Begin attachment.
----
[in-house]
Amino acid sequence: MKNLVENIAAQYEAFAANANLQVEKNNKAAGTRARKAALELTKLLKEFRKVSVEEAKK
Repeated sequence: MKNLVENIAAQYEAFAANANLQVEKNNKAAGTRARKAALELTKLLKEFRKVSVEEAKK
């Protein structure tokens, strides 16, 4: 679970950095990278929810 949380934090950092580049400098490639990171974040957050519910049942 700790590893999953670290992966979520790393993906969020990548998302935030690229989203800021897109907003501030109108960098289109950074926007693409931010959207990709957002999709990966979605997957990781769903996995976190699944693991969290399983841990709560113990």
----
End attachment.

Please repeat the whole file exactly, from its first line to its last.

[in-house]
Amino acid sequence: MKNLVENIAAQYEAFAANANLQVEKNNKAAGTRARKAALELTKLLKEFRKVSVEEAKK
Repeated sequence: MKNLVENIAAQYEAFAANANLQVEKNNKAAGTRARKAALELTKLLKEFRKVSVEEAKK
């Protein structure tokens, strides 16, 4: 679970950095990278929810 949380934090950092580049400098490639990171974040957050519910049942 700790590893999953670290992966979520790393993906969020990548998302935030690229989203800021897109907003501030109108960098289109950074926007693409931010959207990709957002999709990966979605997957990781769903996995976190699944693991969290399983841990709560113990």